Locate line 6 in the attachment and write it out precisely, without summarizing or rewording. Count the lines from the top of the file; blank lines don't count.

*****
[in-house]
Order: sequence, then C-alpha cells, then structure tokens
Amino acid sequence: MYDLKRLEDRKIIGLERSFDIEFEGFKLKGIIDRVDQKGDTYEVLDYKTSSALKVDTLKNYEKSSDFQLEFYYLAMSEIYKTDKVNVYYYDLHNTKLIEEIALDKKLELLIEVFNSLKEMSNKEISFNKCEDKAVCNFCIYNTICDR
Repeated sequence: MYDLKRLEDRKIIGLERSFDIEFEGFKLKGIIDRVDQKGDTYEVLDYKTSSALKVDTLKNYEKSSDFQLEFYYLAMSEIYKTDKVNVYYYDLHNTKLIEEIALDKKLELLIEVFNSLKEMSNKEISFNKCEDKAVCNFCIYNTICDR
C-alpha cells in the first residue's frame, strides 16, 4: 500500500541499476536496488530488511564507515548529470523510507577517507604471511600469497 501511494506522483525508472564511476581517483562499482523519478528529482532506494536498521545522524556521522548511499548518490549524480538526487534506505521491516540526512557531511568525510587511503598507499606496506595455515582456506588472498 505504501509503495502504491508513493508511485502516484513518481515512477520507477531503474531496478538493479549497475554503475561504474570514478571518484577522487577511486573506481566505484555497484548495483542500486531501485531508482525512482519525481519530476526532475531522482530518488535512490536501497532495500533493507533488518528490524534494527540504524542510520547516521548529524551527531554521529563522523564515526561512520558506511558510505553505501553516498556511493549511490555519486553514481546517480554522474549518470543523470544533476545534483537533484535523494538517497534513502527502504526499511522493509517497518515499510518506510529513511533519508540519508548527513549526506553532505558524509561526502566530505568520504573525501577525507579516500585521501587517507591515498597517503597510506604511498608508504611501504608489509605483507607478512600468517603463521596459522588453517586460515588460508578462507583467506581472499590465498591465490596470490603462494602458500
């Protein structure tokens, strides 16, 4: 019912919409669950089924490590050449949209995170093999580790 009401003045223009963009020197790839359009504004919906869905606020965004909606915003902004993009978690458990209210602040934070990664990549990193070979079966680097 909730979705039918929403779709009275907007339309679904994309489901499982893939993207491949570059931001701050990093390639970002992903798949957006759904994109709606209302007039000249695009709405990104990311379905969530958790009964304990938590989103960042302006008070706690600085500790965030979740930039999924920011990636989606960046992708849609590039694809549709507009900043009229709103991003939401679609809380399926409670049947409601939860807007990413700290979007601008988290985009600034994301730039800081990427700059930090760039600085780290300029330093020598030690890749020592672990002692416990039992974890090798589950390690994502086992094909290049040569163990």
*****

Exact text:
């Protein structure tokens, strides 16, 4: 019912919409669950089924490590050449949209995170093999580790 009401003045223009963009020197790839359009504004919906869905606020965004909606915003902004993009978690458990209210602040934070990664990549990193070979079966680097 909730979705039918929403779709009275907007339309679904994309489901499982893939993207491949570059931001701050990093390639970002992903798949957006759904994109709606209302007039000249695009709405990104990311379905969530958790009964304990938590989103960042302006008070706690600085500790965030979740930039999924920011990636989606960046992708849609590039694809549709507009900043009229709103991003939401679609809380399926409670049947409601939860807007990413700290979007601008988290985009600034994301730039800081990427700059930090760039600085780290300029330093020598030690890749020592672990002692416990039992974890090798589950390690994502086992094909290049040569163990």